Lebanon’s national dialogue highlights region’s complexities
BEIRUT - A fresh attempt to convince Lebanon’s political rivals to shelve their disputes and come up with solutions to the country’s multiple crises has failed, to no one’s surprise.
National dialogue sessions, August 2nd-4th in Beirut and hosted by House Speaker Nabih Berri, became another reminder that the political parties, which are divided over almost every issue, are not ready to make concessions.
Although they admitted the growing dangers threatening Lebanon’s stability, the dialogue members wrapped up their meetings with no tangible results. The prospect of the election of a new president in the near future is still far-fetched and disagreements over a new electoral law persist while — on perhaps a positive note — the issues of administrative decentralisation and the establishment of a senate were put on the table.
To some, the fact that the rivals, including senior members of pro- Saudi Sunni Future Movement led by former prime minister Saad Hariri and of Iran-backed Shia Hezbollah, headed by Sayyed Hassan Nasrallah, met around the national dialogue table was enough to defuse Sunni-Shia tensions and maintain the country’s fragile stability.
Though it is partly true, much more is needed to avoid the collapse of the country.
“Lebanon is a microcosm that reflects what goes on in the region,” said Hilal Khashan, chairman of the political studies department at the American University of Beirut. “The Lebanese can talk among themselves, even though they realise it won’t be possible for them to agree on anything as long as the region is in a state of disarray.”
True, the economy is weak and the machinery of the state is hardly functional, Khashan noted, “yet there is an international and regional understanding on preventing their collapse.”
Western and regional powers have made it clear to Lebanese leaders that they need to reach an internal understanding themselves.
“Presently, there is no power, whether regional or international, that can or is willing to impose a specific settlement on the Lebanese concerning the presidential elections or the new electoral law,” said Kassem Kassir, a political analyst well informed about Hezbollah and an expert on Islamic movements.
Kassir explained that Berri “felt the heat” of the growing tension and wars in the region and thus called on the Lebanese rivals to meet “to avoid reaching the point of no return”.
With each party betting on developments in the region to boost its position and secure more gains internally, time is running short.
“We still have six to seven months but, if we don’t produce a new electoral law or elect a new president, we will be heading to a constitutional crisis that would lead to renewed demands for holding a new constituent conference (to change the current political system),” Kassir said.
Lebanon has been without a head of state since May 2014 because parliament has been unable to convene due to a lack of quorum to choose a successor to former president Michel Suleiman. Hezbollah parliamentarians and their Christian allies of the Free Patriotic Movement (FPM) have boycotted the votes in an attempt to force the election of their candidate, FPM leader Michel Aoun.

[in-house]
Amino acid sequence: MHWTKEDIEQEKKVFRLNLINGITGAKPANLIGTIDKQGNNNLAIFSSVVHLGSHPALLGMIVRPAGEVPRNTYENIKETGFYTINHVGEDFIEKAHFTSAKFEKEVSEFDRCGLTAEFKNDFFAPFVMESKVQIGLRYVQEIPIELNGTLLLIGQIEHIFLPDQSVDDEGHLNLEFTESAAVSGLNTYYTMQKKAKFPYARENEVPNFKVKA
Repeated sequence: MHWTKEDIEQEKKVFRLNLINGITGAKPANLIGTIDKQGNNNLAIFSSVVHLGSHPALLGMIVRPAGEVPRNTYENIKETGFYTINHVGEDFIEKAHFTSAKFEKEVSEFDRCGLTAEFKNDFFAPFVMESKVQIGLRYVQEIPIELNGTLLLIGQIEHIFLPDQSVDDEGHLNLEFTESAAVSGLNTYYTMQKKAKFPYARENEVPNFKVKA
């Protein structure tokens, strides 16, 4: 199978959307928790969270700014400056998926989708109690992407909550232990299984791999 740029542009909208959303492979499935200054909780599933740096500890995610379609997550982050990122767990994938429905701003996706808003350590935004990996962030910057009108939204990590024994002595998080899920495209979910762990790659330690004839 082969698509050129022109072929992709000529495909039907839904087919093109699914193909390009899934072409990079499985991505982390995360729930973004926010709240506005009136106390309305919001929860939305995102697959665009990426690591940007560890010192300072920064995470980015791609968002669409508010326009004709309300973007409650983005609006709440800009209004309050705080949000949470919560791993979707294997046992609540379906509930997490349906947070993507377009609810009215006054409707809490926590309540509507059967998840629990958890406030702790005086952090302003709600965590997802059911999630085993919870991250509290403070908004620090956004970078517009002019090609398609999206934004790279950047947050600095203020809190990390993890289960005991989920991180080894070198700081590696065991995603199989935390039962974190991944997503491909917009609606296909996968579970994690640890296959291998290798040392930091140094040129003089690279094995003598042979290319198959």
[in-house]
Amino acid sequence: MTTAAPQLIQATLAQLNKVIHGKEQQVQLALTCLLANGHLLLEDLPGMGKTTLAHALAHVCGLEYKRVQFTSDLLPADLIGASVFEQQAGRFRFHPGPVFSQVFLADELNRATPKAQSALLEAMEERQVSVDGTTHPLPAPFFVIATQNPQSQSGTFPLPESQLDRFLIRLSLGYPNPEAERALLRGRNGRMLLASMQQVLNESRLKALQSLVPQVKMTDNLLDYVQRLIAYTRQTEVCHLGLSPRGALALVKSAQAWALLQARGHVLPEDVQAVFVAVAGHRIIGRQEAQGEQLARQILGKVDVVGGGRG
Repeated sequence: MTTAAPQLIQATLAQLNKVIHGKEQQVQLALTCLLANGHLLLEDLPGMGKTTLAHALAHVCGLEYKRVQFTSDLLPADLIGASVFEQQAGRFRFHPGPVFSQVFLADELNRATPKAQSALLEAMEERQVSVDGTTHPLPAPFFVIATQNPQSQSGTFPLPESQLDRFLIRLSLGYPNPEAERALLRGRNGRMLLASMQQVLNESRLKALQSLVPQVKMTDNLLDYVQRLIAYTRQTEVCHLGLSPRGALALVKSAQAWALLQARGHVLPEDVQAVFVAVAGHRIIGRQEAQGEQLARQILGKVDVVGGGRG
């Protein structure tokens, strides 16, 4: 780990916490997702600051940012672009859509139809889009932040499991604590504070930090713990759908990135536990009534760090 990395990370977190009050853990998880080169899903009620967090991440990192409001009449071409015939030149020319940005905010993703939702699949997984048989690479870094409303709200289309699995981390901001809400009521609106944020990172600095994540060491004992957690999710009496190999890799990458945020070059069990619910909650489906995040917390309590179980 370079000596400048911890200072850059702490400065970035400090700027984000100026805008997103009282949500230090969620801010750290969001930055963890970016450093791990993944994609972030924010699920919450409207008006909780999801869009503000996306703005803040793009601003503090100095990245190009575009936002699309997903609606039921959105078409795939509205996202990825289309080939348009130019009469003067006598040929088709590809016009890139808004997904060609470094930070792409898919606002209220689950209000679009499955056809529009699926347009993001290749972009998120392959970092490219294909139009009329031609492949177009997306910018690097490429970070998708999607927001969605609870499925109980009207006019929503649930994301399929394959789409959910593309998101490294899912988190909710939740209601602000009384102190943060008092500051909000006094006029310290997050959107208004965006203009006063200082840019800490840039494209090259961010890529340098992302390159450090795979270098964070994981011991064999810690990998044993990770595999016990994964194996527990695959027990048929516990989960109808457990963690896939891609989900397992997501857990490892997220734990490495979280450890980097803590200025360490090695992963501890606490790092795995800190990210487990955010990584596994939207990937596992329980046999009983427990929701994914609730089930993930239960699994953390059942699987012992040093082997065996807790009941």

In any case, a settlement would require concessions from both parties, which are delaying that moment, awaiting a breakthrough in the Syria war or the Saudi-Iran dialogue — each for its own advantage.
Nothing indicates that Tehran and Riyadh are any closer reaching agreement. On the contrary, they are increasing the pressures on each other.
“It is the time for each one of them (Iran and Saudi Arabia) to improve its bargaining position. More escalation looms on the horizon and it will get worse before it can get better,” Khashan said. “Distrust of Iran runs deep in the Arab psyche. [Iran] needs to convince Arabs that it is abandoning its politics of mischief.”
Iran, he said, wants recognition as a “paramount regional power”, not only in the Gulf but also in Lebanon, Syria and Iraq. The Saudis totally distrust the Iranian leadership who turned down repeated efforts in the past to “usher in mutually beneficial relations” with Saudi Arabia and other Gulf states.
“Iran is bent on imperial expansionism and Saudi Arabia is determined to arrest its surge,” Khashan said.
Kassir said the Saudis could soften their position if Iran facilitates an agreement to end the Yemen war that is satisfactory to them, helps achieve a settlement in Syria, makes concessions in Bahrain and most importantly assures them about its role in the region.
“But Yemen is the key for any Saudi-Iranian dialogue,” he said. “However, the region needs a major settlement whereby the Saudis would feel they are a strong party and Iran, which is to respect that, will have its own niche.”
Until then, the Lebanese want their leaders to end the political deadlock before possibly being forced to act under the impact of a major security development — as many security and political sources fear.